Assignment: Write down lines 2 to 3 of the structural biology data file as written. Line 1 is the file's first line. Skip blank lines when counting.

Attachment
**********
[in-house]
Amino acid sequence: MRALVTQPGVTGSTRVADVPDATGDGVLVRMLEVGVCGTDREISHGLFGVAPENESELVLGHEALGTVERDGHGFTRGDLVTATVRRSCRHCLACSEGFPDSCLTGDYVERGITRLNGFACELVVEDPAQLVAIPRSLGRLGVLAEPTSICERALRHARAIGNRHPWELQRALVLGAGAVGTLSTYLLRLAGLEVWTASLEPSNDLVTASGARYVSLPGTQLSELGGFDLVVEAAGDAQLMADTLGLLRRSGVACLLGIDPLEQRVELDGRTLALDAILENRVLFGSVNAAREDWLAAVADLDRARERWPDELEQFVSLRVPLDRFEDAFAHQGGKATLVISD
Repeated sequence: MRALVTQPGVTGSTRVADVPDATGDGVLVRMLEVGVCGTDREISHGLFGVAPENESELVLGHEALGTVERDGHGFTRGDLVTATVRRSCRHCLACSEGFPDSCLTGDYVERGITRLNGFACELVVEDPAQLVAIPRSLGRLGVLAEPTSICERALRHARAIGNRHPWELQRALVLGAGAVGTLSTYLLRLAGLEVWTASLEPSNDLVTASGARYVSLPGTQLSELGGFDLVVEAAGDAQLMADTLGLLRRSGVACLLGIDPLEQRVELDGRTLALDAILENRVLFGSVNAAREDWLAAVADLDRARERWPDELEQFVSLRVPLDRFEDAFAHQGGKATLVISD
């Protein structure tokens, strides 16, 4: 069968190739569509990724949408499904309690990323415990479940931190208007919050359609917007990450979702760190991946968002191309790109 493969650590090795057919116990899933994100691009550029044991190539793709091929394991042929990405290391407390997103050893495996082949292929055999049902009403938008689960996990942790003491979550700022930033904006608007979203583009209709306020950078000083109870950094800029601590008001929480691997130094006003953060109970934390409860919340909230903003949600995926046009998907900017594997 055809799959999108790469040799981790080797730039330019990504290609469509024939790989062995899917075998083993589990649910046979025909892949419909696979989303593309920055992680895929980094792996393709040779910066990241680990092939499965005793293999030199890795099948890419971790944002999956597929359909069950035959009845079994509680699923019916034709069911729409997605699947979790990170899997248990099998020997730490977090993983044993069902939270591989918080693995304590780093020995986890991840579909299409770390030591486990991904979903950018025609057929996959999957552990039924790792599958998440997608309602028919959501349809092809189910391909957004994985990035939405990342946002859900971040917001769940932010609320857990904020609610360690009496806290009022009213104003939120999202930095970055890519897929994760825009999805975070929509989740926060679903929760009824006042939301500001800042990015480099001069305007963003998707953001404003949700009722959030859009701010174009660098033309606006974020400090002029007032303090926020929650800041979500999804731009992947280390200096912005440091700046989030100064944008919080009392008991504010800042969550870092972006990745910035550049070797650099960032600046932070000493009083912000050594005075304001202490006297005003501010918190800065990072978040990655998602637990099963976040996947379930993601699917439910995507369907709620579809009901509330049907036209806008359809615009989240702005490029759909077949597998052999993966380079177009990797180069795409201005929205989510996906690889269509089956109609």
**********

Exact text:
Amino acid sequence: MRALVTQPGVTGSTRVADVPDATGDGVLVRMLEVGVCGTDREISHGLFGVAPENESELVLGHEALGTVERDGHGFTRGDLVTATVRRSCRHCLACSEGFPDSCLTGDYVERGITRLNGFACELVVEDPAQLVAIPRSLGRLGVLAEPTSICERALRHARAIGNRHPWELQRALVLGAGAVGTLSTYLLRLAGLEVWTASLEPSNDLVTASGARYVSLPGTQLSELGGFDLVVEAAGDAQLMADTLGLLRRSGVACLLGIDPLEQRVELDGRTLALDAILENRVLFGSVNAAREDWLAAVADLDRARERWPDELEQFVSLRVPLDRFEDAFAHQGGKATLVISD
Repeated sequence: MRALVTQPGVTGSTRVADVPDATGDGVLVRMLEVGVCGTDREISHGLFGVAPENESELVLGHEALGTVERDGHGFTRGDLVTATVRRSCRHCLACSEGFPDSCLTGDYVERGITRLNGFACELVVEDPAQLVAIPRSLGRLGVLAEPTSICERALRHARAIGNRHPWELQRALVLGAGAVGTLSTYLLRLAGLEVWTASLEPSNDLVTASGARYVSLPGTQLSELGGFDLVVEAAGDAQLMADTLGLLRRSGVACLLGIDPLEQRVELDGRTLALDAILENRVLFGSVNAAREDWLAAVADLDRARERWPDELEQFVSLRVPLDRFEDAFAHQGGKATLVISD